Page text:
The images proved to be of extreme importance from a conservation point of view when Wildlife Conservation Society (WCS) discovered that one of the Tiger had travelled all the way from Bhadra to Dandeli Anshi National Park over a distance of 270 Km. This was the first time in history of Tiger study that photographic evidence was there to support that a Tiger could actually travel over such long distances. It was believed that the home range of Tiger was 60 sq km. This opened avenues of study, because there was human habitat en route and the Tiger could not have travelled as the crow flies. You can read more on this here:
Do you have any tips for aspiring wildlife photographers?
There are two important points to be noted to become a good Wildlife Photographer:
- You need to understand the fundamental concepts of photography which includes exposure, focusing, composition and execution. You need to move away from taking images to making images. There is a huge difference between the two. Most of the images I make currently are with the concepts of pre visualization, where I frame the image in my mind and then execute it based on the opportunity I get.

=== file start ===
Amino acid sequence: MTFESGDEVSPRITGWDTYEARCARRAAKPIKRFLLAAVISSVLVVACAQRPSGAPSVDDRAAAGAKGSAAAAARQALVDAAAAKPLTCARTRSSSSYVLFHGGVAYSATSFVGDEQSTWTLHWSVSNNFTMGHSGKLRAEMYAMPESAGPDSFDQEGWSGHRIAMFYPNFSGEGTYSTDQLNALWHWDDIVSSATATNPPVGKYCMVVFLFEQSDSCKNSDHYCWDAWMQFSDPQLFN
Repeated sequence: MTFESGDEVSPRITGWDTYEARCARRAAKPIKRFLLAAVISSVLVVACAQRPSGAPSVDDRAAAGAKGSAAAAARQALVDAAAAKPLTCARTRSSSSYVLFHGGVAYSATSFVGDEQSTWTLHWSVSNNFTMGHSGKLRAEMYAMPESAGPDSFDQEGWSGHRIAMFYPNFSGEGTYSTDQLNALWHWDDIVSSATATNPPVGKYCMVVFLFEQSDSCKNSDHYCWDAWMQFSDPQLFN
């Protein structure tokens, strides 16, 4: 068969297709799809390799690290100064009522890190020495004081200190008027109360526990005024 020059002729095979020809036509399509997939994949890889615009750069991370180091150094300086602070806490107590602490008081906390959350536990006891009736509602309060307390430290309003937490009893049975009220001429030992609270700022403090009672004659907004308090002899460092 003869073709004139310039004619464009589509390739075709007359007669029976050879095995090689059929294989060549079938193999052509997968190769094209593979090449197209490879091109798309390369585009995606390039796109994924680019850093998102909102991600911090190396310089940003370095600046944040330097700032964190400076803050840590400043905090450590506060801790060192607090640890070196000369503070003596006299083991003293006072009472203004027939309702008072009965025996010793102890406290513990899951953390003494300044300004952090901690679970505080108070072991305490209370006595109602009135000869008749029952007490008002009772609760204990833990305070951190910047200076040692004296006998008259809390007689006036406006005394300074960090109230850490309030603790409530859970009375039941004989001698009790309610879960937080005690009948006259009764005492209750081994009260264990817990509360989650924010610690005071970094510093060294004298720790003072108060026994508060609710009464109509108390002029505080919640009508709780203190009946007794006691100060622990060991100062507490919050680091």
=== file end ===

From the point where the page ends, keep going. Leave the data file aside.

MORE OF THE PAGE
- The second important aspect in Wildlife Photography is to become good naturalist first, and then, a Wildlife Photographer. As conveyed before, it is important to understand the animal behavior and never cross the line. Understand the circle of fear and see how you can break that to make great images of the animals without causing any kind of stress on them. Remember, no image is worth compromising the safety of the subjects, and yourself.
Find Sudhir Shivaram on the web: